In Fallout, virtually every single quest gives me the option to politely accept, rudely accept, politely decline, or rudely decline. If I ran into a person that I didn't like, I could tell them to shove off. Lets look at a famous Mass Effect 3 example where I think most of us wish we had this freedom: The Kid. No matter how my Shepard acted before ME3, he is still traumatized by this kids death. Prior to ME3, my Shepard wouldn't have given a damn about one kid. Now all of a sudden he is FORCED to have dreams about him. Guess what? In Fallout, I could watch a person that the game attempts to make you like die, and then give the killer a pat on the back. At the end of the day the story was not impacted.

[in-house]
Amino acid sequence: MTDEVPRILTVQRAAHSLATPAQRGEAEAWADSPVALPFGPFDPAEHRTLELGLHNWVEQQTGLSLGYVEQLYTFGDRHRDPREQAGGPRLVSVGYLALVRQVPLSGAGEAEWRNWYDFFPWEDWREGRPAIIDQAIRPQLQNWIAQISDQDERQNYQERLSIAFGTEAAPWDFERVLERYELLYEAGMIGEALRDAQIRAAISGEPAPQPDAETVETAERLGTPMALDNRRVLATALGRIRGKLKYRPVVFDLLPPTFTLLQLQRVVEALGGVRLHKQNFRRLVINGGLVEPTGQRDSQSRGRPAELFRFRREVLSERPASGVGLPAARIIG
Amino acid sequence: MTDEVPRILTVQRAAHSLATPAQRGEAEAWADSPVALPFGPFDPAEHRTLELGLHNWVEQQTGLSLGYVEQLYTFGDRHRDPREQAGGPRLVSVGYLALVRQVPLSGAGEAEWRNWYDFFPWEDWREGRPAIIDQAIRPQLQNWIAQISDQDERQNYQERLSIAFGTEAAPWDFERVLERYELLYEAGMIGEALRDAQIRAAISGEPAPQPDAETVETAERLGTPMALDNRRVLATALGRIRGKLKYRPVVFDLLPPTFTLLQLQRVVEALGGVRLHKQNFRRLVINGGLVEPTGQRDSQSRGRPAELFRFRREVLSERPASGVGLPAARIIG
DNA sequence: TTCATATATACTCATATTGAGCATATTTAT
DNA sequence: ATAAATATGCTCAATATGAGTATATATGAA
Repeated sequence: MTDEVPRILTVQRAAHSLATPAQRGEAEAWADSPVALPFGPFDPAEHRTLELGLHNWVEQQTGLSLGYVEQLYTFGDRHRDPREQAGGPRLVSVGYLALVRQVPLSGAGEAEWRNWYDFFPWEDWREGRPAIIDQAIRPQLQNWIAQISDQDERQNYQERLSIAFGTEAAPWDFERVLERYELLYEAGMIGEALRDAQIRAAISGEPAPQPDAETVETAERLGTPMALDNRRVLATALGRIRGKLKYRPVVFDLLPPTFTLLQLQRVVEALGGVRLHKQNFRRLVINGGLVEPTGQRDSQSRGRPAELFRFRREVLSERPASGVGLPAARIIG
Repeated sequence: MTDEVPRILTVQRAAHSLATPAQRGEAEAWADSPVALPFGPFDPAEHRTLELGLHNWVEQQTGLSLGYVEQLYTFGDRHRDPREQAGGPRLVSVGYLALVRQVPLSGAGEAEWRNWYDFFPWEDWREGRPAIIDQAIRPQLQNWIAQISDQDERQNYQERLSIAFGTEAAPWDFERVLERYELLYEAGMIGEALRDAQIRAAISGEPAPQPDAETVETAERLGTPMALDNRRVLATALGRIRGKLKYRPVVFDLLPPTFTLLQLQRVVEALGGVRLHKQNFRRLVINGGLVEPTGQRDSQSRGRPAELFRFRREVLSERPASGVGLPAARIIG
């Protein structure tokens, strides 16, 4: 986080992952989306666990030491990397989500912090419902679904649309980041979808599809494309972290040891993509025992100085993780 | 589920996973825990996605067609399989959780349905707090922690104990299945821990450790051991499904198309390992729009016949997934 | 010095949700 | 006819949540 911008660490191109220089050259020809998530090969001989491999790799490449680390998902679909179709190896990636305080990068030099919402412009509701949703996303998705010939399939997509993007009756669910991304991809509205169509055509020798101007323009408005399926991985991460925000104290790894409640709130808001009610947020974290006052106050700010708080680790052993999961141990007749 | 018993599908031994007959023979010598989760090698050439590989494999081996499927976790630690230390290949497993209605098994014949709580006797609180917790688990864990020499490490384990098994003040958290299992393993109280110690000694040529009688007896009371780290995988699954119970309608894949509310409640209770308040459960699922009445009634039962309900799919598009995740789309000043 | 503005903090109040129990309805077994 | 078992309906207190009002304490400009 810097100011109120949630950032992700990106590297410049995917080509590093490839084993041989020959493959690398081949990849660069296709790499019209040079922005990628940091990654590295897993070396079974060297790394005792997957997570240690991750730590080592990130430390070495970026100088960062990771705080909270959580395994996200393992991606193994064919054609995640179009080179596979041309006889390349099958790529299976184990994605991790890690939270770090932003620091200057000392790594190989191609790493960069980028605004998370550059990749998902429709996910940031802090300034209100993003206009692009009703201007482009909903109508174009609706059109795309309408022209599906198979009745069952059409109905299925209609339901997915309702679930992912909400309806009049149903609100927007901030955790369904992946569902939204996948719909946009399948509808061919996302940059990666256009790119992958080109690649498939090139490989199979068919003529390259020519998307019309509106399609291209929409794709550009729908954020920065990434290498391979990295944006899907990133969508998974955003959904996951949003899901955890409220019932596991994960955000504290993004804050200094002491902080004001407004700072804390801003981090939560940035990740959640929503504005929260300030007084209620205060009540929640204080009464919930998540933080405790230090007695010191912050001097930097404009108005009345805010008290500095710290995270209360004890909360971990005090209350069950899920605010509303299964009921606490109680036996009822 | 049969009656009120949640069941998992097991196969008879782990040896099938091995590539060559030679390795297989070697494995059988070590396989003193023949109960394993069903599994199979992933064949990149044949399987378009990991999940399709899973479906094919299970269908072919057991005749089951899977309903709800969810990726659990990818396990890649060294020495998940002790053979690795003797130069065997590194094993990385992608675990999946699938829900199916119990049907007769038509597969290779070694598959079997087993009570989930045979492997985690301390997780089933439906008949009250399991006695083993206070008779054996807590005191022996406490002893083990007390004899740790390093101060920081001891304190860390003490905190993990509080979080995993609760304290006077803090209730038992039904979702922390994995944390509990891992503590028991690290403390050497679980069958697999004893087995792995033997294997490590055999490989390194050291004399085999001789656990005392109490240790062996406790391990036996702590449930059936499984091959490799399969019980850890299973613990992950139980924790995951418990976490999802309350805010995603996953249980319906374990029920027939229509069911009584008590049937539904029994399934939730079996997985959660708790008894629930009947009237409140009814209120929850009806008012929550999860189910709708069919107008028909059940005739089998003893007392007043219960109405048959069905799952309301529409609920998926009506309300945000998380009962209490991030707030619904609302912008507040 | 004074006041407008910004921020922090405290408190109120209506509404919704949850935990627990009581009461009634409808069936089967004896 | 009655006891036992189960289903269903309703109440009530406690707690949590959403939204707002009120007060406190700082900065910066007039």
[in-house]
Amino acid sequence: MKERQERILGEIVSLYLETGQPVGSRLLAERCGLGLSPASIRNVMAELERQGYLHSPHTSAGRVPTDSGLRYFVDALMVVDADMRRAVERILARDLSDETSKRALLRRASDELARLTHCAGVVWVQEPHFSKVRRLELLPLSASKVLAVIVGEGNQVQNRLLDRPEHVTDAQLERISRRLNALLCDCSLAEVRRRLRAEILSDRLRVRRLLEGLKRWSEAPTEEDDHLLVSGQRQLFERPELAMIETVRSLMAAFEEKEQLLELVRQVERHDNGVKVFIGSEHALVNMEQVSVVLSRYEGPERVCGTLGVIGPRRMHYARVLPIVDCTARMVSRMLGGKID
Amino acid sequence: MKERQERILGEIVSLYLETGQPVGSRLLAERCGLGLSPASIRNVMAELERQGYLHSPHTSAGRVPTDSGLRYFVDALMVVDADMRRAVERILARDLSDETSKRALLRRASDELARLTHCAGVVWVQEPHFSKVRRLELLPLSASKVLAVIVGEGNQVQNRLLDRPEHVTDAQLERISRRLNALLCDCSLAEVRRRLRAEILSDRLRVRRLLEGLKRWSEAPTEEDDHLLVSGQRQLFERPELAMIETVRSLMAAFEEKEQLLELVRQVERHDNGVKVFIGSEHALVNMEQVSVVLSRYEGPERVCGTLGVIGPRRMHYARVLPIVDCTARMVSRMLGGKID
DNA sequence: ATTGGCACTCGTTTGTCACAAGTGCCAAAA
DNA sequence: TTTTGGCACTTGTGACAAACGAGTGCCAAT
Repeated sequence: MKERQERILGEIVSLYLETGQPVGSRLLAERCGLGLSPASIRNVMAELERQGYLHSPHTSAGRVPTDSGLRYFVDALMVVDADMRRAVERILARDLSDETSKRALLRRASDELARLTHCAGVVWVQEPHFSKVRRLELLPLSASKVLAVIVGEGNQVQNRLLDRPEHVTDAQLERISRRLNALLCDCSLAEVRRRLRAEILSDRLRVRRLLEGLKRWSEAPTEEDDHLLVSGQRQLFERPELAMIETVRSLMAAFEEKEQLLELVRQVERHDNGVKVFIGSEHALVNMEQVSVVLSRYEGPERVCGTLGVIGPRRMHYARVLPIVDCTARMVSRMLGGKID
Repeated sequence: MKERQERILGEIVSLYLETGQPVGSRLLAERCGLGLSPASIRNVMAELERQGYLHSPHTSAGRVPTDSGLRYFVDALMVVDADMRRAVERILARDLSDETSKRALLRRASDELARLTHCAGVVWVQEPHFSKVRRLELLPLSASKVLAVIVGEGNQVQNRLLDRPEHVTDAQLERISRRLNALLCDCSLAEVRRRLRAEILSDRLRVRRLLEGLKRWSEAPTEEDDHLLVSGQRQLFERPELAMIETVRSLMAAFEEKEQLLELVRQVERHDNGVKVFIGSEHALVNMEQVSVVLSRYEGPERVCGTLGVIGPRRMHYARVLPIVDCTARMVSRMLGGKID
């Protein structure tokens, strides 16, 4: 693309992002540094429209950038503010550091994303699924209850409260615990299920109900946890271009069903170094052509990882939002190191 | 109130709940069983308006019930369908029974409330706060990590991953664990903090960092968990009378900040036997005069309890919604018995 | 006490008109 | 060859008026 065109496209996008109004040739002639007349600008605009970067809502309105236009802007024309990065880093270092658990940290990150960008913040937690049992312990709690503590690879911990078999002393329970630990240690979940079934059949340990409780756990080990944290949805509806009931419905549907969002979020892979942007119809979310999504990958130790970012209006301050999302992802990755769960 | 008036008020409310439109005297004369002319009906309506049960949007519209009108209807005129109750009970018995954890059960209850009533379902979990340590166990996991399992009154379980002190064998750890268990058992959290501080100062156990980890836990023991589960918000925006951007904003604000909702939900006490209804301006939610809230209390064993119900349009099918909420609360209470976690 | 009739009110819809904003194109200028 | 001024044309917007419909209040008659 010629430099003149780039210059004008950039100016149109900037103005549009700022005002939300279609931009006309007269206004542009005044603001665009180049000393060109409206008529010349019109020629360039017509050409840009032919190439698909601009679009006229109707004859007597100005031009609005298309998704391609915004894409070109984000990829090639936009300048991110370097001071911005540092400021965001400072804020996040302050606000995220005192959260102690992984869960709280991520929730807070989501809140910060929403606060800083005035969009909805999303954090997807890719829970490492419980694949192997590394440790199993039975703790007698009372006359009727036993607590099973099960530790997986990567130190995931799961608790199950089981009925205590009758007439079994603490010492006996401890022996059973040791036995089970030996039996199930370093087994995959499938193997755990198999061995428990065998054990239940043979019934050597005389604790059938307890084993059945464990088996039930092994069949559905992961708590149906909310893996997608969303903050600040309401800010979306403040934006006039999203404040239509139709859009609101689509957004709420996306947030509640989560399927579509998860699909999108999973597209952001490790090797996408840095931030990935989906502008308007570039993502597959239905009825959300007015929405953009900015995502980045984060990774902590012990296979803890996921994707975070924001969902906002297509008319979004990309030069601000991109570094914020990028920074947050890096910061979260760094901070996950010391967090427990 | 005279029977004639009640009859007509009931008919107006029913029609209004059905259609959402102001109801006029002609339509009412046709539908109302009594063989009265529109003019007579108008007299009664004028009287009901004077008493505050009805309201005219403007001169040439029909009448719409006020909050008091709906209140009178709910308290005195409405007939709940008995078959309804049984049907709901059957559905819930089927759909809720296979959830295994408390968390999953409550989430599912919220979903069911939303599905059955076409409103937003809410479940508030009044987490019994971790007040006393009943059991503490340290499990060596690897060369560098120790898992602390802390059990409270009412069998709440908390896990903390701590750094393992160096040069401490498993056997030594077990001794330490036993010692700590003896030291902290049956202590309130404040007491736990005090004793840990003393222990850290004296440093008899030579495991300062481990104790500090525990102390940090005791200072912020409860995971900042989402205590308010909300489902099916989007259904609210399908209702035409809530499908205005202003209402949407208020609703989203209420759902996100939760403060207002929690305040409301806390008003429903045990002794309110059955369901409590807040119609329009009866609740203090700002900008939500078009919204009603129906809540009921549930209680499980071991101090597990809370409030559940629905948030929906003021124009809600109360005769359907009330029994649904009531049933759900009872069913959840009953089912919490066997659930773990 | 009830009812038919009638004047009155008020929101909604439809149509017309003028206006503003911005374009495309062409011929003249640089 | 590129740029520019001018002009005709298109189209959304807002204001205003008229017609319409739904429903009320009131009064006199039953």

What I am trying to say is that I feel that a game about choice should give me choices in areas that won't impact the story in any way. I'm not saying that Shepard should have the choice to refuse to fight the reapers (unless perhaps that gives you an instant game over), nor should Shepard be allowed to walk onto the citadel and start shooting everyone he sees. But he should be allowed to feel no sympathy for a random kid that he has never met.
So that is my long rant/blog. I hope you can see why I feel that the developers should start looking at this game in particular for ways to improve the overall quality of Mass Effect 3. You've taken enough from Deus Ex, so start looking at other games to be influenced by Bioware.
Again, sorry for this very long post. I just wanted to give my opinion on the matter.
Fallout: New Vegas: How Bioware can learn from it.
Blog entry posted by Warrior256, Jun 7, 2012.